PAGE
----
Paul Nicholls has come a long way since he arrived at Manor Farm Stables in Ditcheat, Somerset with just eight horses. With the possible exception of his landlord, Paul Barber, no-one could really have predicted his rise to the top of his profession, where he has remained for over two decades. Nicholls did not become Champion National Hunt Trainer for the first time until 2005/06, but has done so a further eleven times since and remains one of just three men – the other two being Martin Pipe, who retired in 2006, and Nicky Henderson – to have won the trainers’ title since the turn of the century.
As far as the Cheltenham Festival is concerned, Nicholls has saddled 46 winners and until 2021, when he drew a blank, had saddled at least one winner every year since 2002. He has won the Leading Trainer Award at the Cheltenham Festival six times, including on 1999, the year in which he saddled his first winner at the March showpiece. His first winner was, in fact, Flagship Uberalles in the Arkle Challenge Trophy on the opening day, but he also saddled Call Equiname to win the Queen Mother Champion Chase and See More Business to win the Cheltenham Gold Cup later in the week.
The record for training the most Grand National winners is currently held, jointly, by George Dockeray, Fred Rimmell and Donald ‘Ginger’ McCain, who all saddled four winners apiece. However, the current trainer who has won the Grand National most often is Gordon Elliott, who has, so far, saddled three winners.
Indeed, Elliott also holds the record for the youngest trainer to saddle a Grand National winner. He was just 29 – and, remarkably, yet to saddle a winner in his native Ireland – when he sent out Silver Birch to win the Aintree showpiece in 2007, just months after taking out a training licence. Elliott had to wait a few years for his next Grand National winner, but saddled winners two and three in rapid succession, courtesy of Tiger Roll in 2018 and 2019.
Of course, in recent months, Elliott has been in the news for all the wrong reasons. In March, 2021, he was found guilty of bring racing into disrepute, had his training licence suspended for six months and was fined €15,000 after a photograph of him sitting astride a dead horse went viral. To his credit, he accepted his punishment without appealing, saying, ‘I am paying a very heavy price for my error, but I have no complaints.’
In March, 2021, just a week before the start of the Cheltenham Festival, Co. Meath trainer Gordon Elliott was banned for a year – the last six months of which were suspended – by the Irish Horseracing Regulatory Board (IHRB) for bringing the sport into disrepute. The ban, which was reciprocated by the British Horseracing Authority (BHA), followed an investigation into a photograph, widely circulated on social media, showing Elliott cheerfully sitting astride a dead horse. The horse in question was later revealed to be Morgan, a 7-year-old owned by Gigginstown House Stud, who died of a suspected heart attack on the gallops at Elliot’s Cullentra House Stables.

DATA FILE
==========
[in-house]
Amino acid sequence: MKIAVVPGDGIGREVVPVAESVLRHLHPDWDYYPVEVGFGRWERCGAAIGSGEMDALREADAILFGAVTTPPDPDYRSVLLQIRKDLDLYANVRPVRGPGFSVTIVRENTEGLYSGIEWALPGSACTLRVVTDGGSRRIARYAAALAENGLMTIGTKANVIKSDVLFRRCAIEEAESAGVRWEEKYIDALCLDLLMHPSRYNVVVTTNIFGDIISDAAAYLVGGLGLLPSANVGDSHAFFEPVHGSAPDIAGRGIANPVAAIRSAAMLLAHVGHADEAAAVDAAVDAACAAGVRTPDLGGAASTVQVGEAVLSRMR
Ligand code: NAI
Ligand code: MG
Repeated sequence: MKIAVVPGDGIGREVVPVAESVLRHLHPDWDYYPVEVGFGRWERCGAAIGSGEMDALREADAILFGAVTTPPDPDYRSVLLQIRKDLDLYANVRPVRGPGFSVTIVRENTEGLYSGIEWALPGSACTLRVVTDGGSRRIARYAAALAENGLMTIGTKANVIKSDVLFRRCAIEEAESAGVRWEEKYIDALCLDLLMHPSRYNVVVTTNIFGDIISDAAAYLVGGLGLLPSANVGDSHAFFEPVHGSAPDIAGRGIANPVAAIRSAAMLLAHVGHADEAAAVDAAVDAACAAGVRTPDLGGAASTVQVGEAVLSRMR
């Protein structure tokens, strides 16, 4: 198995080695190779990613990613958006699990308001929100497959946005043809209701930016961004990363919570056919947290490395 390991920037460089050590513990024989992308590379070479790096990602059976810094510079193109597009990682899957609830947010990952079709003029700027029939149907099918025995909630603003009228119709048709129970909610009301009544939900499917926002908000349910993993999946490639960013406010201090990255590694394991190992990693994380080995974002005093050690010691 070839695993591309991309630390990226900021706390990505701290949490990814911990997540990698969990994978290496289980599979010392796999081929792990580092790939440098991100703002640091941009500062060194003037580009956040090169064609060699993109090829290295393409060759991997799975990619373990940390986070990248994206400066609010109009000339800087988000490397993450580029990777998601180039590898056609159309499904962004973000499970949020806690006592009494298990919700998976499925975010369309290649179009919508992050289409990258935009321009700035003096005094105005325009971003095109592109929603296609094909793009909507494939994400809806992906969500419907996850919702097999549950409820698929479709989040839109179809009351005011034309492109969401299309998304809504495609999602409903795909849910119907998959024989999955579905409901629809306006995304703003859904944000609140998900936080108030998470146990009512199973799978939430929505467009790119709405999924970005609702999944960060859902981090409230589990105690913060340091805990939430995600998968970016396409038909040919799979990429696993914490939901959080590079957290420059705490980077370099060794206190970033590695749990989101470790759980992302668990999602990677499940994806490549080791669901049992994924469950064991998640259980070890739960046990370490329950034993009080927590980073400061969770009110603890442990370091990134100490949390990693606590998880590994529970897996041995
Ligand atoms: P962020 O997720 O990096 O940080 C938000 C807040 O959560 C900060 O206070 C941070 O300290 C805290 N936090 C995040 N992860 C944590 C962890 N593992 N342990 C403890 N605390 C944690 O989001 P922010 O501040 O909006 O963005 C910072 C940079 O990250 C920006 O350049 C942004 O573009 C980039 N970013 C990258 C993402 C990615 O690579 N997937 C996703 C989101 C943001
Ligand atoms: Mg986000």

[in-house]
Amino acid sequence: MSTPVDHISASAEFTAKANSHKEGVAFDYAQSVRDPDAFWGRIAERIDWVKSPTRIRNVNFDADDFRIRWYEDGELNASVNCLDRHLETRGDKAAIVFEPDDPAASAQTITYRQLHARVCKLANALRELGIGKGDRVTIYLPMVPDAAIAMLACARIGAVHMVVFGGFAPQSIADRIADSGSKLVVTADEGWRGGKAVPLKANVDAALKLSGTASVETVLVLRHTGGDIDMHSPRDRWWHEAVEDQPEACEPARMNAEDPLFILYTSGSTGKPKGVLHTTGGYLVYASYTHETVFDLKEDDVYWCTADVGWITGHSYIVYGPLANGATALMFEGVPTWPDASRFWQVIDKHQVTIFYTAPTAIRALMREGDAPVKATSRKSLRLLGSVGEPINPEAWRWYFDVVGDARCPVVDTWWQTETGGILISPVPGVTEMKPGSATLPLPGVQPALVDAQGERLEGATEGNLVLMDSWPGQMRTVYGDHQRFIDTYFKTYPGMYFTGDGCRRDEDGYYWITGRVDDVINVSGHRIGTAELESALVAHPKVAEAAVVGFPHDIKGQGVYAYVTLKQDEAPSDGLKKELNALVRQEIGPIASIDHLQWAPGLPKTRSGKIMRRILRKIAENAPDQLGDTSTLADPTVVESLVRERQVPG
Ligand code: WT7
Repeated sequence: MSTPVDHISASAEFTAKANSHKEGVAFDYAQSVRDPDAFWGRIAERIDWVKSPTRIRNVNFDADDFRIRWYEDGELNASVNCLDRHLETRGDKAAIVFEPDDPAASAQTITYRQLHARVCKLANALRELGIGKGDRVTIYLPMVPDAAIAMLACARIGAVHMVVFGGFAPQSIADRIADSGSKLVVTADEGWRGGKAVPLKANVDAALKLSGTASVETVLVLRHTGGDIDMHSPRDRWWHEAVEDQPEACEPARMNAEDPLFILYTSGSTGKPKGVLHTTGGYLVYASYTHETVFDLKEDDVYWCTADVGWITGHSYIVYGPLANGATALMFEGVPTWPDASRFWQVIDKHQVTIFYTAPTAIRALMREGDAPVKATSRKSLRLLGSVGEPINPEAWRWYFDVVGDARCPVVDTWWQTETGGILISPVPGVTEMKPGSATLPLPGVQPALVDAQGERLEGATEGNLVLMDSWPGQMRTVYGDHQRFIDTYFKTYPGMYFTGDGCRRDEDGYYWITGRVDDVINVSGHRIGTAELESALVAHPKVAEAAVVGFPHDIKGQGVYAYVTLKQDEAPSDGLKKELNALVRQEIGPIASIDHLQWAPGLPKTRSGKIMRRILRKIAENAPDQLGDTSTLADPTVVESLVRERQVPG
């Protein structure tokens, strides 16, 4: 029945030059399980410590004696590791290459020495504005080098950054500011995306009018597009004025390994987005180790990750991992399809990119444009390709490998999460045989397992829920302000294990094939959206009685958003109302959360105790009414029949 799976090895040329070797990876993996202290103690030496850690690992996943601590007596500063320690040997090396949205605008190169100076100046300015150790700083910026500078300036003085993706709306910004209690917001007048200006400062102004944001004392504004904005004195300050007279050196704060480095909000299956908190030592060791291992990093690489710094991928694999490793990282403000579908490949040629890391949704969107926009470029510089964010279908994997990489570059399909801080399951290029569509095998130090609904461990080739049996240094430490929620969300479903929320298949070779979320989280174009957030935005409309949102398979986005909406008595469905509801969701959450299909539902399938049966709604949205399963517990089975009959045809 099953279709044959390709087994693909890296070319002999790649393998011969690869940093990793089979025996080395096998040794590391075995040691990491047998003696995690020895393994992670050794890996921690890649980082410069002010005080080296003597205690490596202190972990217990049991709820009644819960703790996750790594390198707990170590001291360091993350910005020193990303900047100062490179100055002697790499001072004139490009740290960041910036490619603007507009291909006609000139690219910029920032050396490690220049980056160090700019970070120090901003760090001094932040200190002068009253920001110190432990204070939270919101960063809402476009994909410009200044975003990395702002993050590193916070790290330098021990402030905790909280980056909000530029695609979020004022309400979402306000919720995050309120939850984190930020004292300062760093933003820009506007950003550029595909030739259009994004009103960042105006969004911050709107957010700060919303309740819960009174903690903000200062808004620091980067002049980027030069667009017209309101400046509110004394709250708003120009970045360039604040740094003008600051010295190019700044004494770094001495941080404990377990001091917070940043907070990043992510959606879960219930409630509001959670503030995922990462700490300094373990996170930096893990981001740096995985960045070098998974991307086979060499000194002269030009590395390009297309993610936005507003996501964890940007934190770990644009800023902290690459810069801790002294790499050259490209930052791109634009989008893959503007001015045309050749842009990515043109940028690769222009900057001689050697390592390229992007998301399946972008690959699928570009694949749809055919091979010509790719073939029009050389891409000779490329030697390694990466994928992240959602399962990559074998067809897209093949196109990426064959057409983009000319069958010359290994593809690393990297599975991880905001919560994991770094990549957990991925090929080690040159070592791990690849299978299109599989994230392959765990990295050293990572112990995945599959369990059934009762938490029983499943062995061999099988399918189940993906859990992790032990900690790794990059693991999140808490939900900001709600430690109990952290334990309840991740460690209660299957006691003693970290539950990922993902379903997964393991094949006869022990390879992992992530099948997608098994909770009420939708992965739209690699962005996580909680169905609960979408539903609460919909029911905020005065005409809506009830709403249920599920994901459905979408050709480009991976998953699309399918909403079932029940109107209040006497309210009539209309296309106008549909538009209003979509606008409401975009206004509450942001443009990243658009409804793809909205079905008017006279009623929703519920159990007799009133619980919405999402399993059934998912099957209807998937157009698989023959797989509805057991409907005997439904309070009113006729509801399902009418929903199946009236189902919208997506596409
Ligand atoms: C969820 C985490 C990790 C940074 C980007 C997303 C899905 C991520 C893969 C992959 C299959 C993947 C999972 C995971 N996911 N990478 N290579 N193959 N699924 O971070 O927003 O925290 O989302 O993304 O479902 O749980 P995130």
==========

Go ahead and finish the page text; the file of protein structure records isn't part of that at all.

Elliott apologised, more than once, for what he described as an ‘indefensible moment of madness’ and accepted his punishment, which also included €15,000 in court costs, without appealing. Nevertheless, several high-profile owners, including Simon Munir, Isaac Souede and Cheveley Park Stud, removed their horses from the yard and severed all ties with Elliott. Elliott was allowed to return to training on September 9, 2021 and, at the time of writing, has already made his first entries ahead of his return to racing. Of the owners who left, Elliott said, ‘I still speak to them all and the gate is always open. I understand completely why they had to go.’
Commemorated by the David Nicholson Mares’ Hurdle, run annually at the Cheltenham Festival, David Nicholson was the son of Herbert ‘Frenchie’ Nicholson, a renowned National Hunt jockey and trainer in the first half of the twentieth century. Nicknamed ‘The Duke’ from an early age, because of his aloof, sometimes arrogant, demeanour, David Nicholson was also a successful National Hunt jockey, with 583 winners to his name.
However, to a modern audience, David Nicholson is probably better known as one of the leading trainers of his generation. He turned to training at Condicote, Gloucestershire in 1968 and saddled his first winner, Arctic Coral, whom he also rode, at Warwick the following January. By the time of his retirement from the training ranks in 1999, Nicholson had saddled a total of 1,499 winners and won the National Hunt Trainers’ Championship twice, in 1993/94 and 1994/95. Indeed, he was the only trainer to interrupt the sequence of trainers’ titles won by Martin Pipe from 1989/90 onwards.
At the Cheltenham Festival, Nicholson saddled 17 winners, most notably winning the Cheltenham Gold Cup with Charter Party in 1988 and back-to-back renewals of the Queen Mother Champion Chase with Viking Flagship in 193 and 1995. Elsewhere, he also win the King George VI Chase at Kempton with Barton Bank in 1993 and was unlucky not to do so with the same horse in 1994; Barton Bank was clear of his rivals when blundering badly and unseating jockey Adrian Maguire at the final fence.